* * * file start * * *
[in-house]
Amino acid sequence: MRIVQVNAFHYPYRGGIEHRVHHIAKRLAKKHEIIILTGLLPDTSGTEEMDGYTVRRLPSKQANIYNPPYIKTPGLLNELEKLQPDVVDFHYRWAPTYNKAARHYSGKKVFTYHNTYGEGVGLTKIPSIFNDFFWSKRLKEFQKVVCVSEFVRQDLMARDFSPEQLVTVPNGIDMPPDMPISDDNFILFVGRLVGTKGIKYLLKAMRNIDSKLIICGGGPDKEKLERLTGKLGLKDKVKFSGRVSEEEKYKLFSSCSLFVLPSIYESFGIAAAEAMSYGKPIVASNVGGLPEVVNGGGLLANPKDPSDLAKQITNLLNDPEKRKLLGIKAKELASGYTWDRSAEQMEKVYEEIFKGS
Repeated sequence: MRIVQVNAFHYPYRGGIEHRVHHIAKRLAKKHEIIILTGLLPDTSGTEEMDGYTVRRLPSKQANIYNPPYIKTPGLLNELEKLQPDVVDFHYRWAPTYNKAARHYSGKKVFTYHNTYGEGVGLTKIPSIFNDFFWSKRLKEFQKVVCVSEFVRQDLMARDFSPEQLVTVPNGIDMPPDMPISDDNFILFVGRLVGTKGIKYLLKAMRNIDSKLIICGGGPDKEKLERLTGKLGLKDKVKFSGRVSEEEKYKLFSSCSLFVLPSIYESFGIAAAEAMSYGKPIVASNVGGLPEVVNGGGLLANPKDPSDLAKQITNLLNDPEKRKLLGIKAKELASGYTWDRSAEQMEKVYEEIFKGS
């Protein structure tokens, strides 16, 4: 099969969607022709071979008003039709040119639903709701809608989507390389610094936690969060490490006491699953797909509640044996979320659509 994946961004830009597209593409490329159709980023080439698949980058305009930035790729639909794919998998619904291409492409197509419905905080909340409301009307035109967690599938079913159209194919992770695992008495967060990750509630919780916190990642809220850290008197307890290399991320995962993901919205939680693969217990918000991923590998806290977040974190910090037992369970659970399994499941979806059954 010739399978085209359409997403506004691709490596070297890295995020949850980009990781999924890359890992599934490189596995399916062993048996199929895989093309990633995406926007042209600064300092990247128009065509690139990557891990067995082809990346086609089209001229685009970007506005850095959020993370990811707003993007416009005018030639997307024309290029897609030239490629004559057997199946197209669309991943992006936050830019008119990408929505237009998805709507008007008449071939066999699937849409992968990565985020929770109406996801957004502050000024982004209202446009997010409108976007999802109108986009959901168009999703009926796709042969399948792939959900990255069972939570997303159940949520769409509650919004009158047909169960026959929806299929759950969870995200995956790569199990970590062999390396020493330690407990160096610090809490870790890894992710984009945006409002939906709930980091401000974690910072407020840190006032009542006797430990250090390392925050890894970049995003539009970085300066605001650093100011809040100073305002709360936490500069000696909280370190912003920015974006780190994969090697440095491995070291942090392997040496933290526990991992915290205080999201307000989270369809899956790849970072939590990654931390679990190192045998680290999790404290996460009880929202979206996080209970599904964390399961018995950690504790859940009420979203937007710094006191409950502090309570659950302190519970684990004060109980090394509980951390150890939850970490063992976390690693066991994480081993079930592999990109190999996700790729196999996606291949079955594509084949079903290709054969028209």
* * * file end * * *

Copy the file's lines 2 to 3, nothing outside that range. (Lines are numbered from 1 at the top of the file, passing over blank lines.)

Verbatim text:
Amino acid sequence: MRIVQVNAFHYPYRGGIEHRVHHIAKRLAKKHEIIILTGLLPDTSGTEEMDGYTVRRLPSKQANIYNPPYIKTPGLLNELEKLQPDVVDFHYRWAPTYNKAARHYSGKKVFTYHNTYGEGVGLTKIPSIFNDFFWSKRLKEFQKVVCVSEFVRQDLMARDFSPEQLVTVPNGIDMPPDMPISDDNFILFVGRLVGTKGIKYLLKAMRNIDSKLIICGGGPDKEKLERLTGKLGLKDKVKFSGRVSEEEKYKLFSSCSLFVLPSIYESFGIAAAEAMSYGKPIVASNVGGLPEVVNGGGLLANPKDPSDLAKQITNLLNDPEKRKLLGIKAKELASGYTWDRSAEQMEKVYEEIFKGS
Repeated sequence: MRIVQVNAFHYPYRGGIEHRVHHIAKRLAKKHEIIILTGLLPDTSGTEEMDGYTVRRLPSKQANIYNPPYIKTPGLLNELEKLQPDVVDFHYRWAPTYNKAARHYSGKKVFTYHNTYGEGVGLTKIPSIFNDFFWSKRLKEFQKVVCVSEFVRQDLMARDFSPEQLVTVPNGIDMPPDMPISDDNFILFVGRLVGTKGIKYLLKAMRNIDSKLIICGGGPDKEKLERLTGKLGLKDKVKFSGRVSEEEKYKLFSSCSLFVLPSIYESFGIAAAEAMSYGKPIVASNVGGLPEVVNGGGLLANPKDPSDLAKQITNLLNDPEKRKLLGIKAKELASGYTWDRSAEQMEKVYEEIFKGS